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Prepress & Screen Making




Those who purchase computer-to-screen (CTS) systems are driven by a need for quality control. CTS technology removes films and other materials and processes from the stencilmaking workflow, thereby eliminating potentially costly variables from this critical prepress step. However, some of the methods used to expose CTS-imaged screens may be inappropriate—or even dangerous.

Screens imaged on inkjet-based CTS systems must be moved to a separate area for exposure (on-board exposure is available on a few models of CTS machinery). In these cases, the screen may be loaded into an exposure unit that is intended for use with film-based stencils. Unfortunately, the use of vacuum and glass are not optimal in this application, and their presence may even undermine the quality control that the CTS system is designed to enhance. And when a screen is too large for a shop’s equipment, the screenmaking staff may elect to conduct open-air exposures, which can lead to inconsistency in exposure and can pose serious safety risks to those in the area.

Douthitt designed its NOVAC screen-exposure system specifically to process CTS-imaged stencils in a controlled, enclosed unit. NOVAC comes standard with Olec’s AL 53 metal-halide lamp. The AL 53 requires 208/420-vac, 25-amp (maximum) input and supports three levels of light output: 5000 w (high), 2000/2500 w (medium), and 1000/1200 w (low). It has a lamp-head size of 26 x 10 x 10 in. (660 x 254 x 254 mm).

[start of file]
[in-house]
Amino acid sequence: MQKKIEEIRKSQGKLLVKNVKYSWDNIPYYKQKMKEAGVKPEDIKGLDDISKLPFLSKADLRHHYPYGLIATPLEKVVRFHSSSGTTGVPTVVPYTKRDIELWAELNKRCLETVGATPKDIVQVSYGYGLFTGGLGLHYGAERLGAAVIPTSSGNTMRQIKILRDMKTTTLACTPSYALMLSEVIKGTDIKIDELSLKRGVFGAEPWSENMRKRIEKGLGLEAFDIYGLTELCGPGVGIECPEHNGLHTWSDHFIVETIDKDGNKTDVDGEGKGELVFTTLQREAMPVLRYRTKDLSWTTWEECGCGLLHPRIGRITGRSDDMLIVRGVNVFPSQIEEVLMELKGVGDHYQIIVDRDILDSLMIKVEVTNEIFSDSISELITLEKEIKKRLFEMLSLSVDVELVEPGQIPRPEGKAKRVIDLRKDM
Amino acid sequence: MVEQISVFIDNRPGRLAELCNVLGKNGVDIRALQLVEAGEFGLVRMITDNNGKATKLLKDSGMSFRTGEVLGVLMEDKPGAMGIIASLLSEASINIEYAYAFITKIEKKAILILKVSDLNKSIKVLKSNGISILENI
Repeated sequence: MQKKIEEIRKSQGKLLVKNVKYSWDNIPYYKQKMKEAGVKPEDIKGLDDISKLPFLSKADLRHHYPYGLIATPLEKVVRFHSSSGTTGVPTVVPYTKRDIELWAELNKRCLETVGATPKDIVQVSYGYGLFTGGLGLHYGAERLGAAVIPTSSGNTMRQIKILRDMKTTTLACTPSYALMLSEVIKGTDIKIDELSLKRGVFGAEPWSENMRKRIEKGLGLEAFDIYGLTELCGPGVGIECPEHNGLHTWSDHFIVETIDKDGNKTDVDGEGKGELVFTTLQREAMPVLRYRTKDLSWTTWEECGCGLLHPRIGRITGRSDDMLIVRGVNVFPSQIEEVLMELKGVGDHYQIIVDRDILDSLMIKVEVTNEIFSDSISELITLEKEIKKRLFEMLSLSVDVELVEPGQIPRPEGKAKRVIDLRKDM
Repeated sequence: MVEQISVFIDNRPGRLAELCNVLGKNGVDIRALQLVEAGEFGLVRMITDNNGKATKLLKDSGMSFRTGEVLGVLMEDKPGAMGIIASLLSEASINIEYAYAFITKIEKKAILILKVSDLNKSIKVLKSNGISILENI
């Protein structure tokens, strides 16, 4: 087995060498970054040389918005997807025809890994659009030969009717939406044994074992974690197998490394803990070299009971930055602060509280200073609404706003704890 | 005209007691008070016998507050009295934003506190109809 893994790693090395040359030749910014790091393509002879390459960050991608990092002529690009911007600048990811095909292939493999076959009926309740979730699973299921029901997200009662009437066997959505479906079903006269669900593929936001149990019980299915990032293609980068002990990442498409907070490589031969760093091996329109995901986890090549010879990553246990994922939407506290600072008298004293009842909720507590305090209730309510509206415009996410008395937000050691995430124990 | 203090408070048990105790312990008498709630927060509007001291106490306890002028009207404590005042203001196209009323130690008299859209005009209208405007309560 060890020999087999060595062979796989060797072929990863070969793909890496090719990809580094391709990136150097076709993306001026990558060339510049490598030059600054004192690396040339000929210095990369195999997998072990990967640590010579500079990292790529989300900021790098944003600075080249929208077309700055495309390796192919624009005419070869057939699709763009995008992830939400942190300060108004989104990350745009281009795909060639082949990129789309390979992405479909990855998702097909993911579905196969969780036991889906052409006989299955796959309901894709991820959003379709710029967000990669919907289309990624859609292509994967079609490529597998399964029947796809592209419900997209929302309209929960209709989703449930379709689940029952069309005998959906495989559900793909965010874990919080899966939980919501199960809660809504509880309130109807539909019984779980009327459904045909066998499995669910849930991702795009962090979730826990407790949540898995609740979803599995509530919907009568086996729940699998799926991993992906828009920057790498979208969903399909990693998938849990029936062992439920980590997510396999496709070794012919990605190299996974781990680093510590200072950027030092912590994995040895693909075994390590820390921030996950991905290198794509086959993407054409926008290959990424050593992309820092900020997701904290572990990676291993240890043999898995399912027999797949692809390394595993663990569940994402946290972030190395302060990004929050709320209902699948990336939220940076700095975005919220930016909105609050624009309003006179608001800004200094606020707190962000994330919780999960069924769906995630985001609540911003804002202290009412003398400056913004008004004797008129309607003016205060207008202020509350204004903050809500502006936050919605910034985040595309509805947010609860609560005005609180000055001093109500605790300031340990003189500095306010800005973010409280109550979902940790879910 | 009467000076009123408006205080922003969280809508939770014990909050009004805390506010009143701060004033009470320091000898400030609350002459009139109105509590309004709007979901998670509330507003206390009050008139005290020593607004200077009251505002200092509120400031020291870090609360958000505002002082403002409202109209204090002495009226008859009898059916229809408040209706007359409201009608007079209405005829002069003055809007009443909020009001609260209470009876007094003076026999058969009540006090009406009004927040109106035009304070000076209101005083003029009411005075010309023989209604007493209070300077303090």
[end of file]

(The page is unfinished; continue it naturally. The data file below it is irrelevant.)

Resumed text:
As an option, users may select an Olec AL 83 lamp. It requires 208/420-vac, 42-amp (maximum) input and supports three levels of light output: 8000 w (high), 3500/4000 w (medium), and 2000/2500 w (low). The AL 83 has the same lamp-head size as the AL 53. Olec lamps are designed to offer the highest resolution and high output with low energy consumption and deliver consistent quality and speed over the life of the lamp They feature servo cooling, rotary shutters, power exhaust, computer-designed reflectors, stand-by mode, and more.

Douthitt’s Magic 83 combination light integrator and digital timer controls the NOVAC system. Magic 83 is designed to maintain quality control by boosting the accuracy and consistency of the exposure system. The light integrator uses microprocessor technology and a photocell that zones in on 365- to 420-nm wavelengths to automatically compensate for variations in the exposure unit’s output, such as bulb age, reflector deterioration, and fluctuations in electrical current. The integrator/timer has memory for 10 exposure programs and can remotely control two lights or up to three intensity levels on Olec lamps.

NOVAC’s cabinet is a complete enclosure, which means no one will come in contact with UV rays during its operation. The cabinet also features an external exhaust fan for proper cooling and ventilation and to ensure temperature stability. Douthitt says the NOVAC can be built to accommodate any size screen, from those used for garments to screens for wide-format graphics. The company also offers replacement Olec lamps for the NOVAC system. For more information, contact Douthitt Corp., 245 Adair St., Detroit, MI 48207, 313-259-1565, 800-368-8448, fax 313-259-6806, e-mail:, Web:


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